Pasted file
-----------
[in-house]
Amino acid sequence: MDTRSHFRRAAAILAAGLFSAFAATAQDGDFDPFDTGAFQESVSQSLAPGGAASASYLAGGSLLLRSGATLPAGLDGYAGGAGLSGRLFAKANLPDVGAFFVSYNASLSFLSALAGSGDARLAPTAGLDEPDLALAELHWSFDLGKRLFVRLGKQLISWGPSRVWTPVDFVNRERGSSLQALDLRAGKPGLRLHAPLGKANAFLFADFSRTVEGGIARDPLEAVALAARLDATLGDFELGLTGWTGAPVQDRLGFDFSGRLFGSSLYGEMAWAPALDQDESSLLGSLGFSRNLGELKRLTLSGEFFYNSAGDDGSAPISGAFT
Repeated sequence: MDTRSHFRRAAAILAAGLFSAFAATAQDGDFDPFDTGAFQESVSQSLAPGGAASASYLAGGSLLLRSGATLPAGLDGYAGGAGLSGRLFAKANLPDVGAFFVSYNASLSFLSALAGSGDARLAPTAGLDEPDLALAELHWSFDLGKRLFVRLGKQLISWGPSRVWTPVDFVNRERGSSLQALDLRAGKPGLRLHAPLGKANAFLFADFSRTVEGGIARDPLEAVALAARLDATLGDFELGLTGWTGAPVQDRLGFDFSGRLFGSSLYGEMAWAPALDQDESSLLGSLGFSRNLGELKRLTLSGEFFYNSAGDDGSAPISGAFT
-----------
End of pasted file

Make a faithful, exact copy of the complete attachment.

[in-house]
Amino acid sequence: MDTRSHFRRAAAILAAGLFSAFAATAQDGDFDPFDTGAFQESVSQSLAPGGAASASYLAGGSLLLRSGATLPAGLDGYAGGAGLSGRLFAKANLPDVGAFFVSYNASLSFLSALAGSGDARLAPTAGLDEPDLALAELHWSFDLGKRLFVRLGKQLISWGPSRVWTPVDFVNRERGSSLQALDLRAGKPGLRLHAPLGKANAFLFADFSRTVEGGIARDPLEAVALAARLDATLGDFELGLTGWTGAPVQDRLGFDFSGRLFGSSLYGEMAWAPALDQDESSLLGSLGFSRNLGELKRLTLSGEFFYNSAGDDGSAPISGAFT
Repeated sequence: MDTRSHFRRAAAILAAGLFSAFAATAQDGDFDPFDTGAFQESVSQSLAPGGAASASYLAGGSLLLRSGATLPAGLDGYAGGAGLSGRLFAKANLPDVGAFFVSYNASLSFLSALAGSGDARLAPTAGLDEPDLALAELHWSFDLGKRLFVRLGKQLISWGPSRVWTPVDFVNRERGSSLQALDLRAGKPGLRLHAPLGKANAFLFADFSRTVEGGIARDPLEAVALAARLDATLGDFELGLTGWTGAPVQDRLGFDFSGRLFGSSLYGEMAWAPALDQDESSLLGSLGFSRNLGELKRLTLSGEFFYNSAGDDGSAPISGAFT